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Early education program addresses R.I. youth literacy

March 7, 2018
Jack Brook
The Brown Daily Herald

The number of words children hear in their first three years critically impacts their future development, and children from lower-income families will have heard 30 million fewer words than their peers when they start kindergarten, according to a widely cited University of Kansas study.

This word gap harms educational growth — in 2013, two thirds of Providence children starting kindergarten fell short of Rhode Island’s literacy tests, according to a report by Bloomberg Philanthropies.

Providence Talks, an early intervention program developed through the mayor’s  office, hopes to close this gap and allow children to enter school with a solid foundation of vocabulary.

Mayor Jorge Elorza has slated an additional $500,000 to go towards the program for the 2018 fiscal year. “It’s the only program of its kind working at scale to address this specific issue and we’re proud to have incubated it in our city,” Elorza said in a statement.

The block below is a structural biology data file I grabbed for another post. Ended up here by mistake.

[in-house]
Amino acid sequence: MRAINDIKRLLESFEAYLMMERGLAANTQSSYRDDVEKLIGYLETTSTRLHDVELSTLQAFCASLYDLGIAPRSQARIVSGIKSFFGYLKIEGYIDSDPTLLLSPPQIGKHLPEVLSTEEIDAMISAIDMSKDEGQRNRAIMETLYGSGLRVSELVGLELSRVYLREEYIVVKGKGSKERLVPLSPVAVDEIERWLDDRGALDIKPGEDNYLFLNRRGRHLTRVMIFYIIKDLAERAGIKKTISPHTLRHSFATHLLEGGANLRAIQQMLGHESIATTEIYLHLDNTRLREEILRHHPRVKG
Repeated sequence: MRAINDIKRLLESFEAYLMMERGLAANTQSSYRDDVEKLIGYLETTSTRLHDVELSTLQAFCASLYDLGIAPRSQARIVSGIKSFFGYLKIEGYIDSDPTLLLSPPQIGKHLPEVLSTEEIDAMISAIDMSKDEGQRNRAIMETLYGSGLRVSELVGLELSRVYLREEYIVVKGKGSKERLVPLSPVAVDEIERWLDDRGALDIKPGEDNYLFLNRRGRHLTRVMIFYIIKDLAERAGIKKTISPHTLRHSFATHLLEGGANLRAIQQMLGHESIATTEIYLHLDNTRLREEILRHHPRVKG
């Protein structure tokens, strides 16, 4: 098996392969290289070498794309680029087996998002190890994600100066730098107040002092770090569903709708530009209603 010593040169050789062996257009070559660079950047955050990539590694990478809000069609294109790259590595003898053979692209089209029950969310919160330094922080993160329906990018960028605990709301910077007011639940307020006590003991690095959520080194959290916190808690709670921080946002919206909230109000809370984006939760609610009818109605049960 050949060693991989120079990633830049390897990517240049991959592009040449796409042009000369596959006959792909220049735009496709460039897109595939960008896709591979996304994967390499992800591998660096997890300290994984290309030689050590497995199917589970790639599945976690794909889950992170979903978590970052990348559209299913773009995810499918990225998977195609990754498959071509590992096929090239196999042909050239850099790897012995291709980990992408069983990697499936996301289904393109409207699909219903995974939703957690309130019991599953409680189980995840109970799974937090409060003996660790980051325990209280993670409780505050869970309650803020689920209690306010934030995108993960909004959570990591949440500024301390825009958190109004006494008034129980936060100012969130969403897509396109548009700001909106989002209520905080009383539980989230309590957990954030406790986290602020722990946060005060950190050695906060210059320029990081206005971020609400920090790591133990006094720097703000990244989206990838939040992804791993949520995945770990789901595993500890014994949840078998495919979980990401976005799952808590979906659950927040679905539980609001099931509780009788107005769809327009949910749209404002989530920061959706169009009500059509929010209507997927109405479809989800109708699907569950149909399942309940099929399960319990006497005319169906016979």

Since 2013, Providence Talks has succeeded in helping more than 2,500 children bolster their vocabularies, according to Executive Director Caitlin Molina. Nearly two-thirds of the children who participated in the program increased their vocabularies and were exposed to 50 percent more words than before they enrolled.

“We look at how we can strengthen the language environment of home,” Molina said. “We need to be sensitive to all of the social and emotional factors in the home and how this impacts the child’s language development.”